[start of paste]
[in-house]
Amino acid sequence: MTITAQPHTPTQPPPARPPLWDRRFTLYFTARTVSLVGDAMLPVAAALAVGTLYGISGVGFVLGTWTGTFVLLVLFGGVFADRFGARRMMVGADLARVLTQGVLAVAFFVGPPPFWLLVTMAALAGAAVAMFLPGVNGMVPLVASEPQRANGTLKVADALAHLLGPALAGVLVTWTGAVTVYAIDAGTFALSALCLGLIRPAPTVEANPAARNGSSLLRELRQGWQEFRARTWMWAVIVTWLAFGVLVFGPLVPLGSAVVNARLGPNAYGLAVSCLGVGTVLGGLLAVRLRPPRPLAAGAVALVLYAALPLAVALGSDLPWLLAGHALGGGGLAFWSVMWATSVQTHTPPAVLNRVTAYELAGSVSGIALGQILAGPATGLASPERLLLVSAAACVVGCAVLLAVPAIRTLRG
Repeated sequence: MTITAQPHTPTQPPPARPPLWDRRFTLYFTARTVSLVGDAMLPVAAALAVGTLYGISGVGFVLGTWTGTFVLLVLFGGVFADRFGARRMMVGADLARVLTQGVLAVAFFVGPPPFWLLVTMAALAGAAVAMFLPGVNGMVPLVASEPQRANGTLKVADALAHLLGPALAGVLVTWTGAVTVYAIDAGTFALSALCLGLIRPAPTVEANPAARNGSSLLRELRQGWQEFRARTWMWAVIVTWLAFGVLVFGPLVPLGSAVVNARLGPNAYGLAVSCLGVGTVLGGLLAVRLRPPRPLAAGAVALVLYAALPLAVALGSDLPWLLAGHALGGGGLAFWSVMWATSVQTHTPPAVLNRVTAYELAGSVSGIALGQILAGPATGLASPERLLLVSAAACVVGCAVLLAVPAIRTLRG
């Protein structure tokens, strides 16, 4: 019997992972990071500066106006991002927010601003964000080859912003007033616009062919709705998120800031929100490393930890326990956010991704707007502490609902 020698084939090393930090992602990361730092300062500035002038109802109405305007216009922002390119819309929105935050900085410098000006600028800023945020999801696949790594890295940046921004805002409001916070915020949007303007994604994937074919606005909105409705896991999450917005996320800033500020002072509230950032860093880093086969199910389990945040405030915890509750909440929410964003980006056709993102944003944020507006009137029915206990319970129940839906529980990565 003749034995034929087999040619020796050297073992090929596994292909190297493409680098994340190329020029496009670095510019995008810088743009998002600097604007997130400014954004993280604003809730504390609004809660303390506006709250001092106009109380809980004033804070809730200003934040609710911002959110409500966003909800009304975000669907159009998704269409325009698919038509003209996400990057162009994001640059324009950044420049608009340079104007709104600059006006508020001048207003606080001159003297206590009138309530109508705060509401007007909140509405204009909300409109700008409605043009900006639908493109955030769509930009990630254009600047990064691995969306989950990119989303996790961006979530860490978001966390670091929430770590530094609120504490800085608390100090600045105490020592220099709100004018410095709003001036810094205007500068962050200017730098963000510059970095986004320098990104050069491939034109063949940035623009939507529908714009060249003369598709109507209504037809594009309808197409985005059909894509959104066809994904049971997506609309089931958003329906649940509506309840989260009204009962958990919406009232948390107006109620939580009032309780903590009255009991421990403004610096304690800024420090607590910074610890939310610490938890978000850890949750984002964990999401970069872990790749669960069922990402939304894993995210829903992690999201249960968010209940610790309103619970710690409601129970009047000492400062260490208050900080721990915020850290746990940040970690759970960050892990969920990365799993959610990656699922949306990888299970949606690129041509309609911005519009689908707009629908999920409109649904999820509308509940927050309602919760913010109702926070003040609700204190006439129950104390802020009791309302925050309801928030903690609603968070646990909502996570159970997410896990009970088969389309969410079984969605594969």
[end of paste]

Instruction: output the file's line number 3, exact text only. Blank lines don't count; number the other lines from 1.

Repeated sequence: MTITAQPHTPTQPPPARPPLWDRRFTLYFTARTVSLVGDAMLPVAAALAVGTLYGISGVGFVLGTWTGTFVLLVLFGGVFADRFGARRMMVGADLARVLTQGVLAVAFFVGPPPFWLLVTMAALAGAAVAMFLPGVNGMVPLVASEPQRANGTLKVADALAHLLGPALAGVLVTWTGAVTVYAIDAGTFALSALCLGLIRPAPTVEANPAARNGSSLLRELRQGWQEFRARTWMWAVIVTWLAFGVLVFGPLVPLGSAVVNARLGPNAYGLAVSCLGVGTVLGGLLAVRLRPPRPLAAGAVALVLYAALPLAVALGSDLPWLLAGHALGGGGLAFWSVMWATSVQTHTPPAVLNRVTAYELAGSVSGIALGQILAGPATGLASPERLLLVSAAACVVGCAVLLAVPAIRTLRG